Whether catering is already an established part of your restaurant or a new addition, offering your catering customers a rewards program designed just for them is a great way to grow a loyal repeat customer base.  Restaurant catering is a $33 billion industry, so it makes sense that casual, fast casual, and quick-service restaurants are making catering loyalty programs a priority.

Why Catering Loyalty?

For restaurants that don’t already offer catering, launching a catering program provides a steady flow of sales.  It also provides excellent opportunities to reach new audiences and grow awareness of your brand among those who might experience your brand for the first time at a catered event. The average business spends $1,100 per month on catering, with average orders over $200.  Thirty percent of catering customers order weekly, and twenty percent of them order multiple times per week.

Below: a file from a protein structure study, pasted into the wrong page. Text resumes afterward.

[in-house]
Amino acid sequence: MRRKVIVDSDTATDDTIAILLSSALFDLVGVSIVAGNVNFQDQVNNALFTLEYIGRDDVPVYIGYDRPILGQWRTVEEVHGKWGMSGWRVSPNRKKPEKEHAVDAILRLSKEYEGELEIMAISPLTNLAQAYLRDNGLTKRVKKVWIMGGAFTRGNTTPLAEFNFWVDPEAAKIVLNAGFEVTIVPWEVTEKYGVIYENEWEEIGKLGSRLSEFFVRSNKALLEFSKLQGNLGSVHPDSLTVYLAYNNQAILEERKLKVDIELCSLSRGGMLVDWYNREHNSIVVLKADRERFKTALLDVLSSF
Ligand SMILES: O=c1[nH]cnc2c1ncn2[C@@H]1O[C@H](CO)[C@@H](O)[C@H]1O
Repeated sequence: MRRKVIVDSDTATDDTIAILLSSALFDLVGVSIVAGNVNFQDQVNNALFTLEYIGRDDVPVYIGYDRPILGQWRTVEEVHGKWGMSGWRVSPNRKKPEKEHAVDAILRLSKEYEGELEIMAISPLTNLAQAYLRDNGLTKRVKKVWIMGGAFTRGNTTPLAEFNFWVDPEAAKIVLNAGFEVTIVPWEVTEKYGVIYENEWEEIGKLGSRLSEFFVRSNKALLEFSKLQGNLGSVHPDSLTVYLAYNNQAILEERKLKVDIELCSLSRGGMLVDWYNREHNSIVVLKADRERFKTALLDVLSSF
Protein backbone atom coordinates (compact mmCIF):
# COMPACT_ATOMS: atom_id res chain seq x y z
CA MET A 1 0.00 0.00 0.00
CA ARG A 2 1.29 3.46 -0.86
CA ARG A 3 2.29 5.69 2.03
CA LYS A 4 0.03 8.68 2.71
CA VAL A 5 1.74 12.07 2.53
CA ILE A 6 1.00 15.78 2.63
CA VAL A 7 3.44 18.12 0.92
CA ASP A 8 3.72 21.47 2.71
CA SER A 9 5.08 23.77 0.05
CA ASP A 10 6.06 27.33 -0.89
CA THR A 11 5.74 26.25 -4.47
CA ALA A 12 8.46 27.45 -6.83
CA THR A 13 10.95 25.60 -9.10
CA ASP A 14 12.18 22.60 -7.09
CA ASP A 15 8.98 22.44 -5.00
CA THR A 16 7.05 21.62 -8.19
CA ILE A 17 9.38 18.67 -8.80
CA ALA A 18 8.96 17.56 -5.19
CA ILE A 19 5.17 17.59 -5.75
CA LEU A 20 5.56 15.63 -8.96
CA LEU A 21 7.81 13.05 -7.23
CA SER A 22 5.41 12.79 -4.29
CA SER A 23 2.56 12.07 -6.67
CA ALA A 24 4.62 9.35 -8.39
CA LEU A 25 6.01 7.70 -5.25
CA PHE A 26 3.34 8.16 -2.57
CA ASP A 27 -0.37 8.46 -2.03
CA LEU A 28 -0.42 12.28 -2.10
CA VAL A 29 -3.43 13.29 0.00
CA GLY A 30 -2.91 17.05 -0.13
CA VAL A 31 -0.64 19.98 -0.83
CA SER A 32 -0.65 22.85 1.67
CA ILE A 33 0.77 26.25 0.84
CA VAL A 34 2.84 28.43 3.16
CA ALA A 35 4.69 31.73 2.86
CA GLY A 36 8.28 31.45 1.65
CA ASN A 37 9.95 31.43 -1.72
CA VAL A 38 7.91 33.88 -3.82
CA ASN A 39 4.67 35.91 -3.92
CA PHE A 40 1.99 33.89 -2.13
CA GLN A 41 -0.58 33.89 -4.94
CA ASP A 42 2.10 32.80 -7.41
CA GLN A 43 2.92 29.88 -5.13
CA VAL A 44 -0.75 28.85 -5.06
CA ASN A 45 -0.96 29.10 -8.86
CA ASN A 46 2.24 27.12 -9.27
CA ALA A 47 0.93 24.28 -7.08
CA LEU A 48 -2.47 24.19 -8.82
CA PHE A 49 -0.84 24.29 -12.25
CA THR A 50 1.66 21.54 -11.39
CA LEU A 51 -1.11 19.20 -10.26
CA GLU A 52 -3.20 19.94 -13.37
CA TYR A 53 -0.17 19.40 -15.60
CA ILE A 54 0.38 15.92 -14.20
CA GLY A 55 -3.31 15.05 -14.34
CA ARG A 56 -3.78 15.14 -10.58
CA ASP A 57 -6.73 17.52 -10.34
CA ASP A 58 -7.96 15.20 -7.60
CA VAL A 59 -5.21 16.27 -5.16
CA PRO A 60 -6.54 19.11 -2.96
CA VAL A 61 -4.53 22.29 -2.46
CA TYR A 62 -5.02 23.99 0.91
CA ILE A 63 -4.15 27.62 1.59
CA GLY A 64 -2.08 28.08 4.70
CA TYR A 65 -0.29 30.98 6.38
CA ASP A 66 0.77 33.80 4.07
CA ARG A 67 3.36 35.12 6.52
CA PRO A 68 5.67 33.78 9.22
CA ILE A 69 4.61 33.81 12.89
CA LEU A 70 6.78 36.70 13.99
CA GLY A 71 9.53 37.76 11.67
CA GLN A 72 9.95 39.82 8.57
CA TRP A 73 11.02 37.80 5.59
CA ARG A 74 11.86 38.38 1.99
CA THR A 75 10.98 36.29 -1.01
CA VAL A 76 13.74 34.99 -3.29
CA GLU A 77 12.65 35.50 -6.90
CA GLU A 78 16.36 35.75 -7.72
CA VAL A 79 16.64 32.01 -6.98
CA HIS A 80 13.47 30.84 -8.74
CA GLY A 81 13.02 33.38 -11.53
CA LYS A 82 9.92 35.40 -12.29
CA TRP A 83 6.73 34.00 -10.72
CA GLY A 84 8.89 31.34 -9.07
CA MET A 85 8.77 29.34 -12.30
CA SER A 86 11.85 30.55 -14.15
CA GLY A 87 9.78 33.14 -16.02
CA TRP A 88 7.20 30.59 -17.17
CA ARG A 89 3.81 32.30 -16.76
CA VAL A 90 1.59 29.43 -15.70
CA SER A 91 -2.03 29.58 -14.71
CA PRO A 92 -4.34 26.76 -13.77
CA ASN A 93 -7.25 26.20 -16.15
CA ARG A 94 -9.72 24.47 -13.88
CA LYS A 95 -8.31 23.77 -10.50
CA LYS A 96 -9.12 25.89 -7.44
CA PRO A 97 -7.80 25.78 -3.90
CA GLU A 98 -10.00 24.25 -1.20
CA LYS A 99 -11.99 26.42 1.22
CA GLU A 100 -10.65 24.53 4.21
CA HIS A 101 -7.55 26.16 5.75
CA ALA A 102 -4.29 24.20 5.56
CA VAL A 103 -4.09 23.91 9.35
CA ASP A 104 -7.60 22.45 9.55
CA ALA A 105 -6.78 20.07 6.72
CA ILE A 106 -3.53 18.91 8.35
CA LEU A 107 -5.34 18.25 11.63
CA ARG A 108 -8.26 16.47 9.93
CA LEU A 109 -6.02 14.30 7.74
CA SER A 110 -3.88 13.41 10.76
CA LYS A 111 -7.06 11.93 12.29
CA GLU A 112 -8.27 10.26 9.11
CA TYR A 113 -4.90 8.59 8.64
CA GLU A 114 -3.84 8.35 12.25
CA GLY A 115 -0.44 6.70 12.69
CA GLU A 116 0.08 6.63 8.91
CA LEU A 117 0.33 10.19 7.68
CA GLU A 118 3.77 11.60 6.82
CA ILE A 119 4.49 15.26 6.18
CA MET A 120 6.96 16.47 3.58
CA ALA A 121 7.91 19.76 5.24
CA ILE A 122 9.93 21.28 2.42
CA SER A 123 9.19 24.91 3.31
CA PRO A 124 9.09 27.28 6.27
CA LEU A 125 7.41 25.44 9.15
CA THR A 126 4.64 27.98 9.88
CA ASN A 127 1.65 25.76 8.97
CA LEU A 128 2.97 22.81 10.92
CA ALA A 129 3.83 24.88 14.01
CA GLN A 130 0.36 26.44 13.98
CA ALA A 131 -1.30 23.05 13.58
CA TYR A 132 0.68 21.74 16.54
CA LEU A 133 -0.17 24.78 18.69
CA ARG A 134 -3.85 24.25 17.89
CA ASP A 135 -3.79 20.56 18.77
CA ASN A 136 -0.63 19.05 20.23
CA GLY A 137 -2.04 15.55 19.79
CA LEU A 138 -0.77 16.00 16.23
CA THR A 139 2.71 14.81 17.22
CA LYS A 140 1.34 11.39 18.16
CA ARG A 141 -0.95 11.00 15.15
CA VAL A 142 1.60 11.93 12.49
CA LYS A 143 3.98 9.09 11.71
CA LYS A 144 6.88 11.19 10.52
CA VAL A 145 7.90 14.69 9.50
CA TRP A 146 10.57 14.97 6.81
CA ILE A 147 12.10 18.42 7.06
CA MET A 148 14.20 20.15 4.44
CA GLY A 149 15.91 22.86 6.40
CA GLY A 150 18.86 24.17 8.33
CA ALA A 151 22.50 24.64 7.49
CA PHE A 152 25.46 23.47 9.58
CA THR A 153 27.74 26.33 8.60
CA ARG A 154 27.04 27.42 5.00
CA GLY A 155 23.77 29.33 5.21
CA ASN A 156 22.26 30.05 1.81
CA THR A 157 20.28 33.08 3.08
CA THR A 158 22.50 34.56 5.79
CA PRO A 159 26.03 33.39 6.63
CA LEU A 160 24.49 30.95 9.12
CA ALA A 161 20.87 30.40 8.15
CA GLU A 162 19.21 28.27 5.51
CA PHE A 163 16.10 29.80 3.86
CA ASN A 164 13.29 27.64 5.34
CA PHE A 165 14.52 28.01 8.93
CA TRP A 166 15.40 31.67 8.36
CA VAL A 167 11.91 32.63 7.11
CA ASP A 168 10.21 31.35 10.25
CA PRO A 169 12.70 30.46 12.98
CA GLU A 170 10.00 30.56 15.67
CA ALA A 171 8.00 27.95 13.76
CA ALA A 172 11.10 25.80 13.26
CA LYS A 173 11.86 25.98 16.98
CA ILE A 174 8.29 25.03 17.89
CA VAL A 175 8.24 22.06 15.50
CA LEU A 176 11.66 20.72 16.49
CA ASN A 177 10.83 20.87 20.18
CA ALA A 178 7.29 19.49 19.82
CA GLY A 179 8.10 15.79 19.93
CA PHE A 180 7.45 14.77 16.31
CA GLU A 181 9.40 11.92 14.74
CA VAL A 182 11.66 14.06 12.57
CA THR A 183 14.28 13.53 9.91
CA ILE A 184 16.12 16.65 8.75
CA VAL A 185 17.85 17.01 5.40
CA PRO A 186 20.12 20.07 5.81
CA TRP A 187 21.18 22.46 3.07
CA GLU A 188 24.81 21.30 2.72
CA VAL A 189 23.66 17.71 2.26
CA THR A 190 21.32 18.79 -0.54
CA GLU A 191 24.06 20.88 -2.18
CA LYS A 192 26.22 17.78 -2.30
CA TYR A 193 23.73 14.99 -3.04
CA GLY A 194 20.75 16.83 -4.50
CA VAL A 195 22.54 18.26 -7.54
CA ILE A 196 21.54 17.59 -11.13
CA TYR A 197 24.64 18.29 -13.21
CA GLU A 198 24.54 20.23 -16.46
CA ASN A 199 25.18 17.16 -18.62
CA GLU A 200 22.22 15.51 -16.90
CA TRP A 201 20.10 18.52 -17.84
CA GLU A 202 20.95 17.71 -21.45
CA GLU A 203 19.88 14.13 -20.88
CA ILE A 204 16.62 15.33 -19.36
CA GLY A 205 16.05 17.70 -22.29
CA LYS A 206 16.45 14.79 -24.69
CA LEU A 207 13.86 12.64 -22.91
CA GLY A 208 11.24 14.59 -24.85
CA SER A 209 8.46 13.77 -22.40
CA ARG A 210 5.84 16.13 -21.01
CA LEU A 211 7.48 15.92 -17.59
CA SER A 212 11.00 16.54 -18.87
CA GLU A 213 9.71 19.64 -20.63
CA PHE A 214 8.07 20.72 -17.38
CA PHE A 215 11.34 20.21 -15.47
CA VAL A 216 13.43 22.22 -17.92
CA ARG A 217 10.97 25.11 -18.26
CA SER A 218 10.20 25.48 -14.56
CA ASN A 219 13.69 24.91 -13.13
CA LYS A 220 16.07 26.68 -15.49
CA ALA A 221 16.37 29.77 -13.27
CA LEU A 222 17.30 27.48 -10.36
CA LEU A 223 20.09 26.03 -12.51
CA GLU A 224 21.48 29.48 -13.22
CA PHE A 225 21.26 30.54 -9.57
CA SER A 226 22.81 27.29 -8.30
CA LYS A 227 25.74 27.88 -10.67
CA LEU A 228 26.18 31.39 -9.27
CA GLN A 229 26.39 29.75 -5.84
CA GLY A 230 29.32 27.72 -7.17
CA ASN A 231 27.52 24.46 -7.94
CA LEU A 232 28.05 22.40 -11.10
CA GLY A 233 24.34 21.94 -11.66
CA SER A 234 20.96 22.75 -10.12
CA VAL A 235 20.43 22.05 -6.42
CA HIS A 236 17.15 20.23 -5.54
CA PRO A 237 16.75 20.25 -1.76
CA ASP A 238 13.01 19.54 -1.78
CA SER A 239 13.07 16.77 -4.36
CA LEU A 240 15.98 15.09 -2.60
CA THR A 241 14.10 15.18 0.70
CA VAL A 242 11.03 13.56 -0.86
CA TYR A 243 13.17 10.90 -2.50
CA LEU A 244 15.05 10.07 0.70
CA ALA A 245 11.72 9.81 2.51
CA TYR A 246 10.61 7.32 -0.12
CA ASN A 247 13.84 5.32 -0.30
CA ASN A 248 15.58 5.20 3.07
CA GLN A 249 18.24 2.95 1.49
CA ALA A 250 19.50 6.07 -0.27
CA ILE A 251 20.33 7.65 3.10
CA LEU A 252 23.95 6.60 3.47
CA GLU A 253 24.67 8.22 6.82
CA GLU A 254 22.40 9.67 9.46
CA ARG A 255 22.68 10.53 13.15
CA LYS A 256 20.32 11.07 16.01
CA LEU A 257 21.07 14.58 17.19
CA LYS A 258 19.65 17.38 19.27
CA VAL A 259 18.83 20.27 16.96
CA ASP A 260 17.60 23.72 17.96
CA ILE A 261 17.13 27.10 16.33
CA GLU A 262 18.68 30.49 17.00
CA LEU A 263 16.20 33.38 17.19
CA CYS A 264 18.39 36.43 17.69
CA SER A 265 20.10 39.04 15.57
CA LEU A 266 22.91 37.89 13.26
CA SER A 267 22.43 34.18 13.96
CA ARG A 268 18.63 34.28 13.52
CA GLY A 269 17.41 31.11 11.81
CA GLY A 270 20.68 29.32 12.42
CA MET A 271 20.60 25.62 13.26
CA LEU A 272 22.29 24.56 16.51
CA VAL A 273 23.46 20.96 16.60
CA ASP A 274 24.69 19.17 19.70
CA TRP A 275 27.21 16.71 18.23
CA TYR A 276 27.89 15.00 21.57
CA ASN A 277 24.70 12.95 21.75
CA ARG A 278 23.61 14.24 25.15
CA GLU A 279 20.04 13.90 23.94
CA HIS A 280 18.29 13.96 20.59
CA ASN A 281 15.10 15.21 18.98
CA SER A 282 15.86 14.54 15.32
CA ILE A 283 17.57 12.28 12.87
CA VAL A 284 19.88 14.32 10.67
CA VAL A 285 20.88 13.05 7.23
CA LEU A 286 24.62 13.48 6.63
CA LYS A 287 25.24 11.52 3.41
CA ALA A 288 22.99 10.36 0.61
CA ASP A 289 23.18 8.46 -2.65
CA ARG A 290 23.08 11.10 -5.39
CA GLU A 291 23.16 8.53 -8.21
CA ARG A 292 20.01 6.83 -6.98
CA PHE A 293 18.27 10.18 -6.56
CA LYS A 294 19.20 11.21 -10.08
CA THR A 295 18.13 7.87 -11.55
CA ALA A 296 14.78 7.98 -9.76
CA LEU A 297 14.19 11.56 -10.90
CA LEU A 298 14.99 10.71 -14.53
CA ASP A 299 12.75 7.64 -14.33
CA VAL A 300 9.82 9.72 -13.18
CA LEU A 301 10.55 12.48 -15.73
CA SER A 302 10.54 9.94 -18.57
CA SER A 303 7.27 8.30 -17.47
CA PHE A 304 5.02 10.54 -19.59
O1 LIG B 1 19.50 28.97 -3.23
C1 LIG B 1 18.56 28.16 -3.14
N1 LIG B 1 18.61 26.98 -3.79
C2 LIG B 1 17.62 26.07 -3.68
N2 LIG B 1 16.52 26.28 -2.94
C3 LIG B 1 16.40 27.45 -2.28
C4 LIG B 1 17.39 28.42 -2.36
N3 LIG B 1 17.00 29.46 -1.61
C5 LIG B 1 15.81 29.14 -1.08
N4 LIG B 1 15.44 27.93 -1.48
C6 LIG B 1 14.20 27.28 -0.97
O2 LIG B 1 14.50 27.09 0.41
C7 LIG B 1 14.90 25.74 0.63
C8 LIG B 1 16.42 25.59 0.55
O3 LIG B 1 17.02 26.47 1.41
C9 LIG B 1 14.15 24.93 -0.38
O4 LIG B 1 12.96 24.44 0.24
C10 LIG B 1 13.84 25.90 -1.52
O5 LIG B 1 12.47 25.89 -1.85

That steady flow of reliable large orders could be a huge boost to your sales. By gaining even one or two new catering customers per week, you can reduce the strain of trying to acquire over twenty individual new guests.  Pairing a top-notch experience with a rewards program specifically for your catering customers is a great way to grow loyalty and inspire repeat purchases.

Driving Loyalty Through Catering Rewards

The nature of catering makes it necessary for you to develop a separate rewards program for your catering business.  If you have a rewards program for individual orders where for every ten orders you get one free, applying that to catering might result in a free order worth hundreds of dollars, revenue you don’t want to miss out on. Here are a few ways you can use a catering rewards program to drive loyalty: […]